Adventures of a Programmer: Parser Writing Peril II

While playing around with libtomfloat I came to the conclusion that the library is too incomplete, far from the maturity of libtomfloat and it would involve too much work to get it stable, so I shoved it back on the TODO list and started a rational library based on libtomfloat.

NB: libtommath has a bug in mp_n_root() that makes this function unusable slow. Again a problem with the initial value. I made a pull-request for a bugfix which may or may not be granted, it is even unknown if development is still active. For the time it needs to answer the questions above: my fork is available at Github but only the bugfix is included yet.

As I like to see the results directly and in detail I implemented some I/O. It was way easier this time because libtomfloat has all the necessary functions to write parsing and printing functions to write I/O functions with just a couple of lines.

Input is the easiest:

int mp_get_str(const char *str, mp_int * a, int radix)
{
    return mp_read_radix(a, str, radix);
}

See, just a wrapper around a fully functional string parser. It seems a bit senseless but it is meant to be extended later to automatically detect the radix. The value returned is, obviously, the error from mp_read_radix() or MP_OKAY respectively.

It is more complicated the other way around but not much. The function mp_toradix() exists but does not allocate memory. The number of digits d_{b_1} necessary to represent a number in base b_2 in base b_1 is

\displaystyle{ d_{b_1} = \left\lceil\dfrac{d_{b_2}}{log_{b_2} b_1 }\right\rceil}

Restricting it to base 10 we get the following code:

#ifndef MPI_LOG2
# define MPI_LOG2 3.32192809488736234787031942948939017586483139302458061205
#endif
int mp_put_str(mp_int * a, char **str, int radix)
{
    size_t buflen; int e;
    mp_int tmp;
    if (radix != 10) {
        return MP_VAL;
    }
    /* mp_count_bits() would be more exact, but wouldn't save more than half a dozen
       bytes */
 buflen =
     (size_t) ((double) ((a->used+1) * DIGIT_BIT) / (double) (MPI_LOG2)) + 1;
 //printf("buflen %zu\n",buflen);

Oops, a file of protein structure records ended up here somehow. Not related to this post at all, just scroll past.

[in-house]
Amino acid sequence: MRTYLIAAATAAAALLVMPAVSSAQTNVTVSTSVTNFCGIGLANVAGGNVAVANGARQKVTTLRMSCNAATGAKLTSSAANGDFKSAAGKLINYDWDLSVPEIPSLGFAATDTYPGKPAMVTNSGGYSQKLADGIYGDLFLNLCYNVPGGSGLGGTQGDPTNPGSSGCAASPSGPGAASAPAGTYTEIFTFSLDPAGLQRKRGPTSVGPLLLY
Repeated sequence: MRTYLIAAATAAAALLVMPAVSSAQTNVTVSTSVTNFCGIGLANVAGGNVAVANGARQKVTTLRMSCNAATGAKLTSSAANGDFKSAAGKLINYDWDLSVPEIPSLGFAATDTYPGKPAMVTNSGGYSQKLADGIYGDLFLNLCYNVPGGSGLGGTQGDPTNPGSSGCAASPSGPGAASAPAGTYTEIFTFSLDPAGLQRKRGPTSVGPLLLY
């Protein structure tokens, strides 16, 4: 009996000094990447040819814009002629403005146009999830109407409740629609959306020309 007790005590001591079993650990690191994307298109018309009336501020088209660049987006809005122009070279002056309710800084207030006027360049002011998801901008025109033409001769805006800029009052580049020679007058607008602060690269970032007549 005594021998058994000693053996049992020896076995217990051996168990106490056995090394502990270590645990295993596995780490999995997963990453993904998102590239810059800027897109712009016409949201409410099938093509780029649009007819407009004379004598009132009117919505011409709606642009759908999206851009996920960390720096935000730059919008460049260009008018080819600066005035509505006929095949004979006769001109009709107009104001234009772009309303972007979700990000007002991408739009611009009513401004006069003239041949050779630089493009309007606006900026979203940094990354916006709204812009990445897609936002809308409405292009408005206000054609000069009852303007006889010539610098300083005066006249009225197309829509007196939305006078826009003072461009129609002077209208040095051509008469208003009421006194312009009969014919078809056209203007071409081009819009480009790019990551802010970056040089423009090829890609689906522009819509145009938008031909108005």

*str = malloc(buflen);
 if (*str == NULL) {
 return MP_MEM;
 }
 if ((e = mp_init(&tmp)) != MP_OKAY) {
 return e;
 }
 if ((e = mp_copy(a, &tmp)) != MP_OKAY) {
 return e;
 }
 if ((e = mp_toradix(&tmp, *str, radix)) != MP_OKAY) {
 return e;
 }
 mp_clear(&tmp);
 return MP_OKAY;
}

For arbitrary radix (mp_toradix() supports up to radix 64 (sixty-four)) it would be:

int mp_put_str(mp_int * a, char **str, int radix)
{
    size_t buflen;
    int e;
    mp_int tmp;
    if (radix < 2 || radix > 64)) {
        return MP_VAL;
    }
    buflen =
	(size_t) ((double) ((a->used+1) * DIGIT_BIT) / (log(radix)/log(2)))+1;
    *str = malloc(buflen);
    if (*str == NULL) {
	return MP_MEM;
    }
    if ((e = mp_init(&tmp)) != MP_OKAY) {
	return e;
    }
    if ((e = mp_copy(a, &tmp)) != MP_OKAY) {
	return e;
    }
    if ((e = mp_toradix(&tmp, *str, radix)) != MP_OKAY) {
	return e;
    }
    mp_clear(&tmp);
    return MP_OKAY;
}


That above needs a link to libmath, at least with GCC. Your mileage may vary; the logarithm function(s) might be a built-in of your compiler.

From here on the obligatory functions for file I/O are easy (all of them put out numbers in base 10 (ten) no matter which version of mp_put_str() is used.).

/*
 * Prints "a" to stdout followed by a newline.
 * Returns the number of characters printed or a value lower
 * than zero in case of an error.
 * FIXME: does not differ between errors of mp_put_str() and
 *        errors of printf();
 */
int mp_puts(mp_int * a)
{
    char *buf;
    int e;
    if ((e = mp_put_str(a, &(buf), 10)) != MP_OKAY) {
	return e;
    }
    e = printf("%s\n", buf);
    free(buf);
    return e;
}
/*
 * Prints "a" to "stream" followed by a newline.
 * Returns the number of characters printed or a value lower
 * than zero in case of an error.
 * FIXME: does not differ between errors of mp_put_str() and
 *        errors of fprintf();
 */
int mp_fputs(mp_int * a, FILE *stream)
{
    char *buf;
    int e;
    if ((e = mp_put_str(a, &(buf), 10)) != MP_OKAY) {
	return e;
    }
    e = fprintf(stream,"%s\n", buf);
    free(buf);
    return e;
}

These function are very basic and it would be nice to have a function like mp_tostr() that returns a direct pointer to the result.

char * mp_tostr(mp_int * a, char *buf)
{
    int e;
    if ((e = mp_put_str(a, &buf, 10)) != MP_OKAY) {
        /* Where to put the error is a good question. errno? */
	return NULL;
    }
    return buf;
}

That can be used in a normal printf now, just give the function a pointer to a nice comfy place to put the string. For example:

char *buf;
...
printf("The result is %s",mp_tostr(&a,buf);
...
free(buf);
buf = NULL;
...
printf(Another result is %s",mp_tostr(&b,buf);
...
free(buf);
buf = NULL;
...

Resetting the buffer instead of using realloc() in mp_put_str works for me, not necessary for you, so feel free to change it.

PS: libtommath has no very fast multiplication algorithms only fast ones. Does it need them? I think at least a simple FFT should be implemented. Let’s see what can be done to it.
In the next post.

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